Are you an entrepreneur, online business owner, or small business owner?
Are you confused about how to start your business?
Do you want to know the difference between a Sole Proprietorship, Limited Liability Company (LLC), or Corporation?
The most important step in getting your small business off the ground is choosing the right ownership structure for your needs.
Whether you’re deciding between a Sole Proprietorship, Partnership, Limited Liability Company (LLC), or Corporation, this comprehensive course will clearly explain the advantages and disadvantages of each one, what the incorporation process entails, and your post-incorporation requirements — such as filing annual statements with your state of incorporation.
Venturing into business takes a lot of consideration, but choosing the best type of business structure that is ideal for you is another thing.
You may have heard of different business structure terms like corporation, partnership, sole proprietorship and LLC, but that is not enough.
If you are an aspiring business owner, it is time for you to know the important details of each structure concerning tax, legal liability, future needs, and other aspects that affect a business.
Read further as this article will guide exactly to what you need to know before opening a business…
What is a Sole Proprietorship?
Sole proprietorship is the structure commonly used by small businesses, as the owner does not need to burden himself of paperwork.
It is viewed that the owner and the manager is one and the same, meaning you have all the administrative control over the business.
Sole Proprietorship Advantages
The fact that the owner is also the operator of the business makes it easy to setup. Forget about arguments on decision-making as you have the sole power on what you want to do with your business. In addition to that, only few fees are involved in this type of structure.
Sole Proprietorship Disadvantages
Being the owner and manager at the same time means, you are also the sole liable for all the financial obligations that are related to your business.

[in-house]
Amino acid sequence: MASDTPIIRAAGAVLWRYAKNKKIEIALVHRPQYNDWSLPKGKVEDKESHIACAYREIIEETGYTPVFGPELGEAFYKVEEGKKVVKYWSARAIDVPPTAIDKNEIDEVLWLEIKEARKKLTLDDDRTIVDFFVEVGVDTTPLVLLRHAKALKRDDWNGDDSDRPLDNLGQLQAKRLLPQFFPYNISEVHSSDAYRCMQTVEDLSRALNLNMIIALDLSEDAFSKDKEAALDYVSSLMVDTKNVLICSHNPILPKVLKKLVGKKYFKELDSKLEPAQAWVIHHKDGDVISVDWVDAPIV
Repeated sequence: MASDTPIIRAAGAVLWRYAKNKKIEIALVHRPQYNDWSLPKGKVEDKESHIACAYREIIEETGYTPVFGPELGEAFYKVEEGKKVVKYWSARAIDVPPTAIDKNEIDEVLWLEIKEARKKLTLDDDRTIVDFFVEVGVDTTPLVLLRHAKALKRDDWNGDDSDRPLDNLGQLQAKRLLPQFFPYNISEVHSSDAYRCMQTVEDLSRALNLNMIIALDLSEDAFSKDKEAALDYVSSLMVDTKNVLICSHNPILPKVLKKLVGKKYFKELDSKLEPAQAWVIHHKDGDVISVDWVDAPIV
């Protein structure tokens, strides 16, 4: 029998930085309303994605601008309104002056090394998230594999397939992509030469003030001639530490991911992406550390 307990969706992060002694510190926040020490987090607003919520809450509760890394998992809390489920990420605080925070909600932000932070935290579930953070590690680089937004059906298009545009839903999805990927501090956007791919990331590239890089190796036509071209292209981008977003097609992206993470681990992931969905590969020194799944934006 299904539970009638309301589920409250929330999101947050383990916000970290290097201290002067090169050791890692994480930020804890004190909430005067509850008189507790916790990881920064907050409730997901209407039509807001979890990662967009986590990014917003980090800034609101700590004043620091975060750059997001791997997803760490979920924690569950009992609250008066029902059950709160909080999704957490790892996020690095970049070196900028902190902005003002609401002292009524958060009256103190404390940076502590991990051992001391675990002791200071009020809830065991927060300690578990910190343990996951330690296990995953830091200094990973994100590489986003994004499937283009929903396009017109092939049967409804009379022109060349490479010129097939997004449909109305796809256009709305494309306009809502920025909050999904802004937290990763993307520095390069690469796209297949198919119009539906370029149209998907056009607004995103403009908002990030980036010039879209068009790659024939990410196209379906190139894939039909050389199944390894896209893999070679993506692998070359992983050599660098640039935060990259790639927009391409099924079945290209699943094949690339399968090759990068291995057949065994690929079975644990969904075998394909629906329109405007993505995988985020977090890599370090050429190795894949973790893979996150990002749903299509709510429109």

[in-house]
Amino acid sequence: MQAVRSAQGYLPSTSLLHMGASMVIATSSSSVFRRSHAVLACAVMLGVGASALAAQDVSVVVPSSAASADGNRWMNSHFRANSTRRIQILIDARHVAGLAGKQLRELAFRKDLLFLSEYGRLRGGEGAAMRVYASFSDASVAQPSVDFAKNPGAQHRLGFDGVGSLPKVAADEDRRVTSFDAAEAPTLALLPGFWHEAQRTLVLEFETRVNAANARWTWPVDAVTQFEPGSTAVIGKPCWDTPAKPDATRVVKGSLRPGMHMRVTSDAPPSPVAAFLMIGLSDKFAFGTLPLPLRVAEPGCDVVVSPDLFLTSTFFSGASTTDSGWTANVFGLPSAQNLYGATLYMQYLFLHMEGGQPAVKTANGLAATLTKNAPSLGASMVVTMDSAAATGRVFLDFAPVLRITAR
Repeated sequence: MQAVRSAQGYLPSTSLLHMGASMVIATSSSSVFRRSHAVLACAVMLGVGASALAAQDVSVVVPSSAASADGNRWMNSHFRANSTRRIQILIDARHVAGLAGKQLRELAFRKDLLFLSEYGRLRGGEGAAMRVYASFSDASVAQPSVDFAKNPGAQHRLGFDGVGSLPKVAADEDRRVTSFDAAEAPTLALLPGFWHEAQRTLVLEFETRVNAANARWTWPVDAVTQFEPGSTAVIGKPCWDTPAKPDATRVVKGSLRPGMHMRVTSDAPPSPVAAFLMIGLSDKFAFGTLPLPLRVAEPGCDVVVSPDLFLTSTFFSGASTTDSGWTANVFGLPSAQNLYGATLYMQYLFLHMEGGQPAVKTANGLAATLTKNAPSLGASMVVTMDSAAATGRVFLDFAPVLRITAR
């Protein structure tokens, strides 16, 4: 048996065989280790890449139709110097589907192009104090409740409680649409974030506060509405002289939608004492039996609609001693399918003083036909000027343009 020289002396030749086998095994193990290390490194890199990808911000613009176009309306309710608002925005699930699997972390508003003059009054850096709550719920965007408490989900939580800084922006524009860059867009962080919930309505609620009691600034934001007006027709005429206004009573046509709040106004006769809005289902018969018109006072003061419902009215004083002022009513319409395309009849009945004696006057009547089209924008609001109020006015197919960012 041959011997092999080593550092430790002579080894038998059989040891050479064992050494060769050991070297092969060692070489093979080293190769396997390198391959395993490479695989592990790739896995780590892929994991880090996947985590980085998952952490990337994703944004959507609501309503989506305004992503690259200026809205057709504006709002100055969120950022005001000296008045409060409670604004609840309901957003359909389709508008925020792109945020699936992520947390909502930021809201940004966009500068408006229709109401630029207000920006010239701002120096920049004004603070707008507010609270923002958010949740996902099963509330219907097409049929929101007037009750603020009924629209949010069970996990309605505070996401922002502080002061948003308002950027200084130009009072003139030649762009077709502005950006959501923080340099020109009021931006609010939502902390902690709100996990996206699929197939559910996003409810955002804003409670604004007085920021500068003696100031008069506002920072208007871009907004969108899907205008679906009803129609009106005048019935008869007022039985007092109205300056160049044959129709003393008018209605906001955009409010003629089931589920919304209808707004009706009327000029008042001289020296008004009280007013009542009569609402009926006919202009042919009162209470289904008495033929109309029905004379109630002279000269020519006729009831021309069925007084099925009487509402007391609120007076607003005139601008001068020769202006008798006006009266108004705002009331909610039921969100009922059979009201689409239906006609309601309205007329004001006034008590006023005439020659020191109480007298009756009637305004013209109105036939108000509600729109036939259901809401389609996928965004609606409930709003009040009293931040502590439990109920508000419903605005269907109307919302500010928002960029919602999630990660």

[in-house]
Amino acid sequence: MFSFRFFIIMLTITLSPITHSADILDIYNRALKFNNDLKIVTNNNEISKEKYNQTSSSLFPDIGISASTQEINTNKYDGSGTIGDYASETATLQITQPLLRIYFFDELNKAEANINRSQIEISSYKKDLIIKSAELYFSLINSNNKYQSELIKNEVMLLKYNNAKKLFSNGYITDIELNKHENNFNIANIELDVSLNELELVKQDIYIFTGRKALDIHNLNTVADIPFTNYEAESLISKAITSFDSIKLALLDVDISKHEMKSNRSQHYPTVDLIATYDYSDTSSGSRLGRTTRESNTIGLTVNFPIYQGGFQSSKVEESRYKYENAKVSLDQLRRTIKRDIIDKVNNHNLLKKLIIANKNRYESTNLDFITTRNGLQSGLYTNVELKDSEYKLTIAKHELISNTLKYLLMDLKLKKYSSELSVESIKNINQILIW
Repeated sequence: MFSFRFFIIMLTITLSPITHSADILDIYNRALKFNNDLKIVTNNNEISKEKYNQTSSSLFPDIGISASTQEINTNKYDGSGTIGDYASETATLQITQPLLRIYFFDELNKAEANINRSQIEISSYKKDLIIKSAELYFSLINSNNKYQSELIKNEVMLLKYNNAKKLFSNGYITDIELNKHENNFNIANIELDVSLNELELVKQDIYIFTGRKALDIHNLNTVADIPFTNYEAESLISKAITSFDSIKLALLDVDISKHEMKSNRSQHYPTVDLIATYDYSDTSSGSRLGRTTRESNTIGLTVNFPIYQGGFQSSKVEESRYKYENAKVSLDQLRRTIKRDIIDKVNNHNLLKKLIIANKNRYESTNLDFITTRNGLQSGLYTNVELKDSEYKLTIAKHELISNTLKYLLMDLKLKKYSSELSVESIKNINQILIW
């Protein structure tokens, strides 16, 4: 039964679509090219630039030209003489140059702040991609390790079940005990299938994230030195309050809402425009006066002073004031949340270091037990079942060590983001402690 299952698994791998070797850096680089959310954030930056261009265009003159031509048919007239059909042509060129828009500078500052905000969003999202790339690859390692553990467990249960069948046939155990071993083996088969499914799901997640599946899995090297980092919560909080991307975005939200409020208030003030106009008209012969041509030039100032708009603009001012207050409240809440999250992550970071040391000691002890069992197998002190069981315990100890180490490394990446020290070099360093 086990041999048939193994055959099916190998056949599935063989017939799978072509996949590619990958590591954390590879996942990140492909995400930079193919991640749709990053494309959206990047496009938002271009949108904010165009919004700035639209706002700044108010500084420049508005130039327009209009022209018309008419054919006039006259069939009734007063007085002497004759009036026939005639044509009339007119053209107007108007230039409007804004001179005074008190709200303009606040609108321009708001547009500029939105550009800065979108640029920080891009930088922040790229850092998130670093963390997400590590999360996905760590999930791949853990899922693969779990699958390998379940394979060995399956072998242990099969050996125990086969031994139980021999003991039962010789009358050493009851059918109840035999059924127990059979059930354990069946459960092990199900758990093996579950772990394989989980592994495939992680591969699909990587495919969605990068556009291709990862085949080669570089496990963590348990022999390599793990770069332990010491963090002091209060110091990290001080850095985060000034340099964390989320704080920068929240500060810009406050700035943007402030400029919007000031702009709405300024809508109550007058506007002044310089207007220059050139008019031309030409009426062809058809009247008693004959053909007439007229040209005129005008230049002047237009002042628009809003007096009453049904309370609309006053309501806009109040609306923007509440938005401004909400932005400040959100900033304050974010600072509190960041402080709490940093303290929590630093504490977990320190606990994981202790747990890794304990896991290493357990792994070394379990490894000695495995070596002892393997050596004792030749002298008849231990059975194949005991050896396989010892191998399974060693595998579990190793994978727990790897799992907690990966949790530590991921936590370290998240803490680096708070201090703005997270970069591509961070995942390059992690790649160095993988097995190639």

The liability protection is very low and you are exposing your personal assets at risk in the event of business debt or legal complaints.
Moreover, funding may also be a problem because the financial institutions are hesitant to grant loans to sole proprietors.
Most of the time, you need to rely on your savings, personal loans and other financing sources that you have.
Sole Proprietorship Responsibilities
Knowing the highlights and drawbacks of this business structure is not enough as there are obligations that come with it that you need to know. You need to be aware of the tax aspects of the business if you do not want the feds to come after you.
Filing for your business’ income and expenses is not that hard because it is included in the Form 1040, which is the form used for your personal income tax return.
The profits and losses incurred by your business on the other hand will be recorded in the Schedule C, another tax form, that is submitted together with the Form 1040.
Besides that, you also need to calculate your self-employment tax. The Schedule SE is used in calculating for these. Unlike the other structures, sole proprietorship is taxed only once.
Being the sole owner and manager is a two-bladed situation. While it may put your own assets at risk, it also has its appeal with regards to tax because your personal income tax return includes the income and expenses you have because of your business.
Your personal tax return will be determined once the final total amount in your Schedule C is transferred to it. This is quite appealing to many because you can offset with the income you got from other sources any business losses that you experienced.
If you are the kind of person who finds himself more effective when working alone, this business structure is definitely for you. The paperwork that you need to deal is easy compared to others, but you must be ready to put your personal assets at risk.
What is a Partnership?
A partnership at a glance is more or less like the sole proprietorship with the difference on the number of its owners. To call it a partnership, two or more people involved are the owners of a business.